Tucked into the southwest coast of Florida, the beauty of Charlotte Harbor has drawn countless people to its shores. A regional effort is underway to improve and protect this crucial natural resource which impacts ecosystems, fisheries, marine and wildlife habitats, beaches, coastal wetlands, our tourism industry, home values, and overall quality of life. As a part of this effort, Charlotte County developed the Blue Water Strategy to ensure and sustain the quality of natural water resources to protect and provide a safe water supply, a recreational haven and an environmental resource. The Blue Water Strategy consists of four key components: wastewater, reclaimed water, stormwater, and drinking water.
As a part of the Blue Water Strategy, the County enlisted Jones Edmunds to prepare the county-wide sewer master plan. Studies found that aging septic tanks drain into nearby waterways, contributing to water quality issues that can impact this resource. To improve the harbor’s water quality, Charlotte County plans to replace about 25,000 septic tanks with an affordable, reliable, and efficient wastewater collection and treatment system. We prioritized neighborhoods to convert the oldest septic systems near waterways first and developed a plan to help connect 14 neighborhoods to centralized wastewater system during the first 5-year phase to lower nitrogen loads. We were also tasked with identifying wastewater transmission and treatment facility improvements or expansions that would be needed to provide reliable service to the County’s growing population. The Geographic Information System-based models we developed provided data and cost-estimating tools for prioritizing the work.
Gainesville Regional Utilities (GRU) has historically invested significant resources to evaluate and reduce I&I sources but recognized the need for a more programmatic approach for prioritizing rehabilitation and replacement efforts. GRU provides wastewater service to approximately 200,000 people. The GRU wastewater collection system includes over 1,100 miles of piping, 15,500 manholes, 170 lift stations, and 65,000 customer connections.
Recognizing that GRU has excellent technical staff with great institutional knowledge of their system and many lessons learned about what works best for their system and staff, we developed the I&I Reduction Program in a highly collaborative process with them. A decision we made collectively at the beginning of the project was to use an early-out area to go through the tasks that GRU would perform on an annual basis after our team had developed the Program as a way to make refinements and fill data gaps prior to going into a full-scale production. By completing the field investigations, including flow monitoring, smoke testing, manhole inspections, and night-time flow isolation in the early-out area, the Program team was able to determine processes that can best be used moving forward in other parts of the system, with lessons learned being applied.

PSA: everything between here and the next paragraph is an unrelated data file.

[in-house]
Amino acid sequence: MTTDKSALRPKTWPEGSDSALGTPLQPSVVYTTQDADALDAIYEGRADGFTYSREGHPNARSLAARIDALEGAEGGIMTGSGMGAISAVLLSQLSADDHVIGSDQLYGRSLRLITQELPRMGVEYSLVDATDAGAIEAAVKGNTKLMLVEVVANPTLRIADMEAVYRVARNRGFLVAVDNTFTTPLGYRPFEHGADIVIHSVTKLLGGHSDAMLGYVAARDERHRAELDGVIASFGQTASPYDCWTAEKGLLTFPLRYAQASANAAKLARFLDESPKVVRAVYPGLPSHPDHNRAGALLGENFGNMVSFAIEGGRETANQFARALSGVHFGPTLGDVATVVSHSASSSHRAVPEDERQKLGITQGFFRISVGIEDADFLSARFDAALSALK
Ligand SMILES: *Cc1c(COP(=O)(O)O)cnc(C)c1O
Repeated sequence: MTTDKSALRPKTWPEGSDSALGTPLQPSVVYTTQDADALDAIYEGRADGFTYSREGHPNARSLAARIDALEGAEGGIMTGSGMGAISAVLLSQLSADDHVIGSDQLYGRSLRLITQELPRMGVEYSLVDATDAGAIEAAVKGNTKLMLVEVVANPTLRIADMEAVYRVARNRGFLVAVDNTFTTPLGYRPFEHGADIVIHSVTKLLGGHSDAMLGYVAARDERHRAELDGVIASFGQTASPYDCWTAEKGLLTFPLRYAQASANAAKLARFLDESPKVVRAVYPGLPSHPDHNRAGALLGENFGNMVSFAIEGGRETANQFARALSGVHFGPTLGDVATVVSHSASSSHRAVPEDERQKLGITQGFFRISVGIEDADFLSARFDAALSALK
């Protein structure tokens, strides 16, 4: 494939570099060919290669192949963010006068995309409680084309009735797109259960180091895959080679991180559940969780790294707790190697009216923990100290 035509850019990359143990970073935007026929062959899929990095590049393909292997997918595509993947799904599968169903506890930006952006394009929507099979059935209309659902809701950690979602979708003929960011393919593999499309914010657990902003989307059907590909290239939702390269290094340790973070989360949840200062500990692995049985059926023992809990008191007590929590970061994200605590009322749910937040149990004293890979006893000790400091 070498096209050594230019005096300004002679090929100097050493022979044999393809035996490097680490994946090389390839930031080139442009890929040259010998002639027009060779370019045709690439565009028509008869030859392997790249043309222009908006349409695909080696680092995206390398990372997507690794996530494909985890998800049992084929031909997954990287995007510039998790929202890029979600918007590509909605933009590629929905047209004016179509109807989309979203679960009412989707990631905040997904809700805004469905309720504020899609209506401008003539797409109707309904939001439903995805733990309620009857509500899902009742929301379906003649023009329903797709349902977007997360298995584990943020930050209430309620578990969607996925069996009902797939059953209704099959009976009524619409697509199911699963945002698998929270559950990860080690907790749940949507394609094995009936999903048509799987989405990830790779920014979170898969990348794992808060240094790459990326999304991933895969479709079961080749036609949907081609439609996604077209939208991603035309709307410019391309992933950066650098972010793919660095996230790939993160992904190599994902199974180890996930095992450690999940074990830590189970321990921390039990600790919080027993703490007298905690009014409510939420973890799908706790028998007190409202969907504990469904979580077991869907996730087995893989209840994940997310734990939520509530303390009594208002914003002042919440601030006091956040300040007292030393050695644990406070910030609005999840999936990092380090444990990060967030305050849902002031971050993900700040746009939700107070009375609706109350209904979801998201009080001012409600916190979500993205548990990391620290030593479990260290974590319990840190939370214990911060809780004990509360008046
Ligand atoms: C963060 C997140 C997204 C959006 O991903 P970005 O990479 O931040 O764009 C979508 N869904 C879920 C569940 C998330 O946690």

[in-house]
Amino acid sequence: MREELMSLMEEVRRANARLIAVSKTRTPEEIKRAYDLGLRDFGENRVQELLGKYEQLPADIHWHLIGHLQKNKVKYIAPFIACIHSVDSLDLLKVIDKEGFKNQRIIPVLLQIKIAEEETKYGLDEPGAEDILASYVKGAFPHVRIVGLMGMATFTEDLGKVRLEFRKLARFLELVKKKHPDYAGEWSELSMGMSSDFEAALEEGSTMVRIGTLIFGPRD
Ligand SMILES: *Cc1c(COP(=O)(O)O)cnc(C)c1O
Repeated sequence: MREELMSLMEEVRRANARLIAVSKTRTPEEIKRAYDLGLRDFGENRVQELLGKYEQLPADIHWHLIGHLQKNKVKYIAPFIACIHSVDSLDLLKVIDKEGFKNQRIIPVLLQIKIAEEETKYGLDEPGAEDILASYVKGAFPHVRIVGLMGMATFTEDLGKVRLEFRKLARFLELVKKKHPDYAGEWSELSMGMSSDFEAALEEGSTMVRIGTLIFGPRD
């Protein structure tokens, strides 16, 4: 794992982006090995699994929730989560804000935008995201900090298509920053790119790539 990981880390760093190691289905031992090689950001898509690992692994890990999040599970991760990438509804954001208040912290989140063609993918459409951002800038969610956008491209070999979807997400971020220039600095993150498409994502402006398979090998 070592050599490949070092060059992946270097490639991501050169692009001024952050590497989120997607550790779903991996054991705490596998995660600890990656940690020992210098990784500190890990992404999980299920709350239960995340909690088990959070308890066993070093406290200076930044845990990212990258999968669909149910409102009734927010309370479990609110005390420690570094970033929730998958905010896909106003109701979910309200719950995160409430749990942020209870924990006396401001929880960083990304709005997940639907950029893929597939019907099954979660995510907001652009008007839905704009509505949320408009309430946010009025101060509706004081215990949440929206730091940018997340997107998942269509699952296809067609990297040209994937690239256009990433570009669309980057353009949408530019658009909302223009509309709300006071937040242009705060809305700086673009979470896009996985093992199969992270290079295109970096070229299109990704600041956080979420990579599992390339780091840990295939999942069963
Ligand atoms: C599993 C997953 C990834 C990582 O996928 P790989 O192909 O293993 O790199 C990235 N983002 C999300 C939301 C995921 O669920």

One of the next major elements of the project was converting lift stations runtimes to flow hydrographs for the most recent two years of data for approximately 170 lift stations. We then compared the hydrographs to NEXRAD rainfall and quantified dry- and wet-season groundwater infiltration, base wastewater flow, and rainfall-dependent I&I. This analysis allowed us to prioritize the lift station basins for field investigation based on where the biggest return would be for the rehabilitation effort at a cost that was significantly less that flow monitoring. Results were corroborated with 10 permanent meter locations, metered winter water use, and known problems at lift stations. We then used short-term flow monitoring in some of the larger basins to further identify specific locations that are most in need of rehabilitation for I&I flow reduction, using other data to also evaluate structural integrity and risk of failure. The Program is set up to have rolling priorities set 2-3 years in advance for field investigation – followed by targeted rehabilitation – so that each step can be properly planned and budgeted.
The Program team also developed level-of-service (LOS) criteria that consider the unique challenges that GRU faces, including being more influenced by groundwater infiltration than by rainfall-derived I&I. The LOS criteria are tied to key performance indicators (KPI), with assumptions, methods of measurement, frequency of measurement, regulatory and internal drivers, influencing factors, and potential solutions identified for each KPI. We also performed an economic analysis to determine at what point conveyance and treatment is more cost-effective than rehabilitation, understanding that the collection system degradation is an ongoing process. The economic analysis was also used to refine the LOS criteria to ensure that the criteria are affordable.
Jones Edmunds understands the technical details, but also the bigger picture of regulatory drivers and funding required to meet wastewater collection, treatment, and disposal needs. Our technical team understands wastewater as an integral part of our integrated water resource. Our wastewater services fit into a whole spectrum of planning, designing, and implementing infrastructure for current and future environmental requirements and water needs. Our clients have a better understanding of how to develop long-term wastewater strategies to protect environmental water quality. We offer the following services: